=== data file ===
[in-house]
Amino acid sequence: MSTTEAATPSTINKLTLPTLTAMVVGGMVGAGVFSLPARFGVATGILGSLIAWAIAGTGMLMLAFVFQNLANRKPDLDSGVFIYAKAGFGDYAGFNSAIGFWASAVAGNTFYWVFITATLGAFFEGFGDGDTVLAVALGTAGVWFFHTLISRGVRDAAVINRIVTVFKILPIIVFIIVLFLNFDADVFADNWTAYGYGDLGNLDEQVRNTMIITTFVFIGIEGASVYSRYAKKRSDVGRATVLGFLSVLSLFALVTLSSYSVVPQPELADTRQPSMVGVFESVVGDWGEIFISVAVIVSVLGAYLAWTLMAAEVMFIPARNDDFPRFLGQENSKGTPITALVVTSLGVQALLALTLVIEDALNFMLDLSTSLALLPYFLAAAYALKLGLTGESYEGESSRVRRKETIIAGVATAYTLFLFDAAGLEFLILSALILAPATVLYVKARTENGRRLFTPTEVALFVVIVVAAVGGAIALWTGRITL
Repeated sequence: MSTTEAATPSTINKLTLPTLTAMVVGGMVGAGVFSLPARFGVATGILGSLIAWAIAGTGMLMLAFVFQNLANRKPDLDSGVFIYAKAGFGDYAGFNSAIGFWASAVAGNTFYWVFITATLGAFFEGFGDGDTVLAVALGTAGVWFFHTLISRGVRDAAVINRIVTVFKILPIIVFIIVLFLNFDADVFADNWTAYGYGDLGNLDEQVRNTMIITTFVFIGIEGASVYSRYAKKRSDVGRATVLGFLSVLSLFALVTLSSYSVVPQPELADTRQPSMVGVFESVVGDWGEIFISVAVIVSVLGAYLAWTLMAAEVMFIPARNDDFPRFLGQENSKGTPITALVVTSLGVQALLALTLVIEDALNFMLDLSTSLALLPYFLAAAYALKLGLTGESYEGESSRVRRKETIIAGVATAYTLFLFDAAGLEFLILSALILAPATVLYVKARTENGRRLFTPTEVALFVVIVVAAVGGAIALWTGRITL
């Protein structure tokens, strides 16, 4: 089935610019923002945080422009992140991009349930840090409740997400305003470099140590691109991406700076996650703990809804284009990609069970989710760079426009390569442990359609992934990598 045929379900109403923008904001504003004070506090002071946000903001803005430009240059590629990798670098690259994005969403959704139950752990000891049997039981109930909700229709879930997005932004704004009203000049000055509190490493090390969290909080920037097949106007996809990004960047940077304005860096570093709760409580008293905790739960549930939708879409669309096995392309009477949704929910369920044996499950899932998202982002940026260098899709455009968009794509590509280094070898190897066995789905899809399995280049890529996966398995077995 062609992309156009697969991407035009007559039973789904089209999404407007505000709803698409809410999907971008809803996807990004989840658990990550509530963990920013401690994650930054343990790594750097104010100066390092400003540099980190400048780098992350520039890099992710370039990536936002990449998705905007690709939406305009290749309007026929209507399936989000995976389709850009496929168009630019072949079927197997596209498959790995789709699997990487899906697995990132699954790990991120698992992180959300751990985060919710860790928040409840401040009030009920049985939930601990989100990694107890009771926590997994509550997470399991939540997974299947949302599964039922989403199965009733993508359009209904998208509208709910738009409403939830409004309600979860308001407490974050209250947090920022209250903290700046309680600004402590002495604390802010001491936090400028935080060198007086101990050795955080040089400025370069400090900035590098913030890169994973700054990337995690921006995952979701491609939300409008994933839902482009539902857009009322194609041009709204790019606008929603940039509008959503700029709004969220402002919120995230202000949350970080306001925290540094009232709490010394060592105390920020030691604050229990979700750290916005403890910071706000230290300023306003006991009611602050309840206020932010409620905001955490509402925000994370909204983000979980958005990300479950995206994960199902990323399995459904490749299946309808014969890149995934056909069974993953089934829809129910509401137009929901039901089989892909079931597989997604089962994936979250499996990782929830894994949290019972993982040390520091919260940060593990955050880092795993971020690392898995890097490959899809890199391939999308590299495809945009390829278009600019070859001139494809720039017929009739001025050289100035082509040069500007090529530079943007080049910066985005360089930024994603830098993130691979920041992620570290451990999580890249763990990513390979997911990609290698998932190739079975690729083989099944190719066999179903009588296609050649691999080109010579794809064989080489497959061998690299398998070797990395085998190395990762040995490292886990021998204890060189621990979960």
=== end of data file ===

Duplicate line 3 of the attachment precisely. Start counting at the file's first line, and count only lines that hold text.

Repeated sequence: MSTTEAATPSTINKLTLPTLTAMVVGGMVGAGVFSLPARFGVATGILGSLIAWAIAGTGMLMLAFVFQNLANRKPDLDSGVFIYAKAGFGDYAGFNSAIGFWASAVAGNTFYWVFITATLGAFFEGFGDGDTVLAVALGTAGVWFFHTLISRGVRDAAVINRIVTVFKILPIIVFIIVLFLNFDADVFADNWTAYGYGDLGNLDEQVRNTMIITTFVFIGIEGASVYSRYAKKRSDVGRATVLGFLSVLSLFALVTLSSYSVVPQPELADTRQPSMVGVFESVVGDWGEIFISVAVIVSVLGAYLAWTLMAAEVMFIPARNDDFPRFLGQENSKGTPITALVVTSLGVQALLALTLVIEDALNFMLDLSTSLALLPYFLAAAYALKLGLTGESYEGESSRVRRKETIIAGVATAYTLFLFDAAGLEFLILSALILAPATVLYVKARTENGRRLFTPTEVALFVVIVVAAVGGAIALWTGRITL